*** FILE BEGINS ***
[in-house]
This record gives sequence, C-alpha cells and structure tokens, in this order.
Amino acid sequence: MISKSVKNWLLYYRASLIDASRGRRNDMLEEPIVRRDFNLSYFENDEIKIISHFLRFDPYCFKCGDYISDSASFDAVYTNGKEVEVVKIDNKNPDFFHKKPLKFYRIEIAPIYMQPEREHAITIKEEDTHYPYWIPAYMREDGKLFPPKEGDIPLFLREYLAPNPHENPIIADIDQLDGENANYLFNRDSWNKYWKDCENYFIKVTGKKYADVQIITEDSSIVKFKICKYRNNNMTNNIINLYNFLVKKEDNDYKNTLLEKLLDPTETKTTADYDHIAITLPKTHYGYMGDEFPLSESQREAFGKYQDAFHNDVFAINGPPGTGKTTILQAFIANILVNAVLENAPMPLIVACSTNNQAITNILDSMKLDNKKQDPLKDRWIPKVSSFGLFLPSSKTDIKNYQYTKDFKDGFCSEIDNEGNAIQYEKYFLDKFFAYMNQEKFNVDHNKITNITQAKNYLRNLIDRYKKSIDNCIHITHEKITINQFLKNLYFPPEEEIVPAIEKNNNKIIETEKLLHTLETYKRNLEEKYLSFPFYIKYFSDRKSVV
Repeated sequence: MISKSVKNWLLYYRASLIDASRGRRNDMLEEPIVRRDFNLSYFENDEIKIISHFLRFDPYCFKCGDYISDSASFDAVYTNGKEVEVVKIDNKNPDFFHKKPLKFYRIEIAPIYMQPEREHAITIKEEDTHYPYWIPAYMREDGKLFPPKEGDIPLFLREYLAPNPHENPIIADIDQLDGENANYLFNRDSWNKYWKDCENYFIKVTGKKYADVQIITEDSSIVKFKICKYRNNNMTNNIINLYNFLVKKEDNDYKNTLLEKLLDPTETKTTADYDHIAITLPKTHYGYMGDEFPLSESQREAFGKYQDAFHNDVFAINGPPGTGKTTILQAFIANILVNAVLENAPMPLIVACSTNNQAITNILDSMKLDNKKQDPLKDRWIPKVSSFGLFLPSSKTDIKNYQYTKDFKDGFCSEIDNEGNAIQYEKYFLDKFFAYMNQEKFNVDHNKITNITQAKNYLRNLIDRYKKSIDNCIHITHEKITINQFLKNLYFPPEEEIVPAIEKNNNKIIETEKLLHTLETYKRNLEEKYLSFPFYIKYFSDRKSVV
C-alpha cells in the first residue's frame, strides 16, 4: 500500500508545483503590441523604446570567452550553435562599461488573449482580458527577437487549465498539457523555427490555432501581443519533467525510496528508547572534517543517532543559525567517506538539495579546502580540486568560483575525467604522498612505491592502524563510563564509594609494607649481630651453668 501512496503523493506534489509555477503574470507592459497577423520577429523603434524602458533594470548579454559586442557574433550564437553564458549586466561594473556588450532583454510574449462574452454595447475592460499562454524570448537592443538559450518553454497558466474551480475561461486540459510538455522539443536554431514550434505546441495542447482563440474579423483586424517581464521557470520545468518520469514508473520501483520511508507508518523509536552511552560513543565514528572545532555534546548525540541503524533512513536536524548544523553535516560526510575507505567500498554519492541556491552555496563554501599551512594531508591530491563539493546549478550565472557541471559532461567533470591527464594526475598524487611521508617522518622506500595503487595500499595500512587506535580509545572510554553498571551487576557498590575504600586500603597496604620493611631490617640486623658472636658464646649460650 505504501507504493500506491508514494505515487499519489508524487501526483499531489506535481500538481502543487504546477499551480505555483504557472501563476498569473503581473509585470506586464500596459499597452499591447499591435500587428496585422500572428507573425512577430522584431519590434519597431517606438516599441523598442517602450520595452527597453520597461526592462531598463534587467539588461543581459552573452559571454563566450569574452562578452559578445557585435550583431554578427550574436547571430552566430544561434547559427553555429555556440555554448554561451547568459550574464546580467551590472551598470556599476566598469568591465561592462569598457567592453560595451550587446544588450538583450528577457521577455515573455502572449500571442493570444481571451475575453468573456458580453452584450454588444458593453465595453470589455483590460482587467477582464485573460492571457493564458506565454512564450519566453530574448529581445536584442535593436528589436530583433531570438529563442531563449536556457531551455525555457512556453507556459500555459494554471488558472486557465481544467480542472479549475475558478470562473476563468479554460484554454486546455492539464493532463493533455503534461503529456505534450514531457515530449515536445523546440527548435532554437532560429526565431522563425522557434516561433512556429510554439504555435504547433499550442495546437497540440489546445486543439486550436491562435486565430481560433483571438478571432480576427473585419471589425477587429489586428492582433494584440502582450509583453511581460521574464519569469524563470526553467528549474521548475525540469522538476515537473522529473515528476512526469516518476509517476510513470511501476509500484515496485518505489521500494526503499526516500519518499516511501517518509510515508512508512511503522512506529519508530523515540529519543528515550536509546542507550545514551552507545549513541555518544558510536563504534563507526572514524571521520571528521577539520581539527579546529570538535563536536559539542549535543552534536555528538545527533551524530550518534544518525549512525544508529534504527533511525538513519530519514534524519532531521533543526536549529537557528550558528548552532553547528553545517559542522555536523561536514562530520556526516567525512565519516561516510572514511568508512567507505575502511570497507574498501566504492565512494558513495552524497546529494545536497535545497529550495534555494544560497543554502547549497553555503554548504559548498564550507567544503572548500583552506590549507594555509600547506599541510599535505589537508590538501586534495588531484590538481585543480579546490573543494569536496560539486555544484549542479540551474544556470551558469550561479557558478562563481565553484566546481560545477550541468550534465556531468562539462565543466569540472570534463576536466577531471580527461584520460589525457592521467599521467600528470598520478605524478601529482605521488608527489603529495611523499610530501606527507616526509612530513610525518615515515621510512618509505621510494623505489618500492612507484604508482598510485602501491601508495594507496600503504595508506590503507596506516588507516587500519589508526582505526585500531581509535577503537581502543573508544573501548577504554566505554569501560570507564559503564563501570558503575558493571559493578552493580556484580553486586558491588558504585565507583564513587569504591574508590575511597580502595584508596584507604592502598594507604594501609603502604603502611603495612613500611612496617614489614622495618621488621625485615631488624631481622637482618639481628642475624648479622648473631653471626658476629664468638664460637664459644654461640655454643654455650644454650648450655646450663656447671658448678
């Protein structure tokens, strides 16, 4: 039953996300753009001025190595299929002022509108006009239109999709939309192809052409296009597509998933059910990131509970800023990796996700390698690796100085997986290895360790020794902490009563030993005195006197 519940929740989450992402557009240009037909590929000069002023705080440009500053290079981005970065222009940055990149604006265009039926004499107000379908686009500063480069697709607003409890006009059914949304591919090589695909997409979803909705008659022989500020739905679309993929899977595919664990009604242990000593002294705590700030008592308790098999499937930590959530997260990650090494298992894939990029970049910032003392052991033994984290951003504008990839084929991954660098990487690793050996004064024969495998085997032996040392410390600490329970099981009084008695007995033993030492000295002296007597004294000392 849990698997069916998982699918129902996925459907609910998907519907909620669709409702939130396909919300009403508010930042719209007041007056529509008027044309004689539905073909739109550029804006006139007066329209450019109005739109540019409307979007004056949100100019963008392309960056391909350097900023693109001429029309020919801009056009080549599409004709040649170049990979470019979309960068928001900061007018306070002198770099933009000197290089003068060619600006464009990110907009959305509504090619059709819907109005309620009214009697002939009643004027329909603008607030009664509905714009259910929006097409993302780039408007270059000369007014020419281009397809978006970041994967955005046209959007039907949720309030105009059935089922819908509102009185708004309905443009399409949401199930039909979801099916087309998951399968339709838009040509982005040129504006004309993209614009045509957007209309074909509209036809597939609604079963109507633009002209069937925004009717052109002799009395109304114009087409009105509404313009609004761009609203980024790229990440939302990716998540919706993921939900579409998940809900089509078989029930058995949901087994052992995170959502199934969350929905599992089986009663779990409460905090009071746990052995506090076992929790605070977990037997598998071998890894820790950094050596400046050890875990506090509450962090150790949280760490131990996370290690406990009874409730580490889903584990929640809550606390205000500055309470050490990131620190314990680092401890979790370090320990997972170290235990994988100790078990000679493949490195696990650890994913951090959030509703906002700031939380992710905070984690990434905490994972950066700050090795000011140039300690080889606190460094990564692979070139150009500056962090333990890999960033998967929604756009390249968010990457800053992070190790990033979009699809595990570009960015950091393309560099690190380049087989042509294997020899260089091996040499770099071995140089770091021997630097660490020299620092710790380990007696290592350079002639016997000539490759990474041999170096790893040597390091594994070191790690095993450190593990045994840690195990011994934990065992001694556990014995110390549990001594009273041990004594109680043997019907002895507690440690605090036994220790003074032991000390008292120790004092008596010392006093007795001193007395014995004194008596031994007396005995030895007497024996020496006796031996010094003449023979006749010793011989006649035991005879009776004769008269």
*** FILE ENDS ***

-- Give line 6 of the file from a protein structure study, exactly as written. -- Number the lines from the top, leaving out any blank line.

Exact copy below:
């Protein structure tokens, strides 16, 4: 039953996300753009001025190595299929002022509108006009239109999709939309192809052409296009597509998933059910990131509970800023990796996700390698690796100085997986290895360790020794902490009563030993005195006197 519940929740989450992402557009240009037909590929000069002023705080440009500053290079981005970065222009940055990149604006265009039926004499107000379908686009500063480069697709607003409890006009059914949304591919090589695909997409979803909705008659022989500020739905679309993929899977595919664990009604242990000593002294705590700030008592308790098999499937930590959530997260990650090494298992894939990029970049910032003392052991033994984290951003504008990839084929991954660098990487690793050996004064024969495998085997032996040392410390600490329970099981009084008695007995033993030492000295002296007597004294000392 849990698997069916998982699918129902996925459907609910998907519907909620669709409702939130396909919300009403508010930042719209007041007056529509008027044309004689539905073909739109550029804006006139007066329209450019109005739109540019409307979007004056949100100019963008392309960056391909350097900023693109001429029309020919801009056009080549599409004709040649170049990979470019979309960068928001900061007018306070002198770099933009000197290089003068060619600006464009990110907009959305509504090619059709819907109005309620009214009697002939009643004027329909603008607030009664509905714009259910929006097409993302780039408007270059000369007014020419281009397809978006970041994967955005046209959007039907949720309030105009059935089922819908509102009185708004309905443009399409949401199930039909979801099916087309998951399968339709838009040509982005040129504006004309993209614009045509957007209309074909509209036809597939609604079963109507633009002209069937925004009717052109002799009395109304114009087409009105509404313009609004761009609203980024790229990440939302990716998540919706993921939900579409998940809900089509078989029930058995949901087994052992995170959502199934969350929905599992089986009663779990409460905090009071746990052995506090076992929790605070977990037997598998071998890894820790950094050596400046050890875990506090509450962090150790949280760490131990996370290690406990009874409730580490889903584990929640809550606390205000500055309470050490990131620190314990680092401890979790370090320990997972170290235990994988100790078990000679493949490195696990650890994913951090959030509703906002700031939380992710905070984690990434905490994972950066700050090795000011140039300690080889606190460094990564692979070139150009500056962090333990890999960033998967929604756009390249968010990457800053992070190790990033979009699809595990570009960015950091393309560099690190380049087989042509294997020899260089091996040499770099071995140089770091021997630097660490020299620092710790380990007696290592350079002639016997000539490759990474041999170096790893040597390091594994070191790690095993450190593990045994840690195990011994934990065992001694556990014995110390549990001594009273041990004594109680043997019907002895507690440690605090036994220790003074032991000390008292120790004092008596010392006093007795001193007395014995004194008596031994007396005995030895007497024996020496006796031996010094003449023979006749010793011989006649035991005879009776004769008269």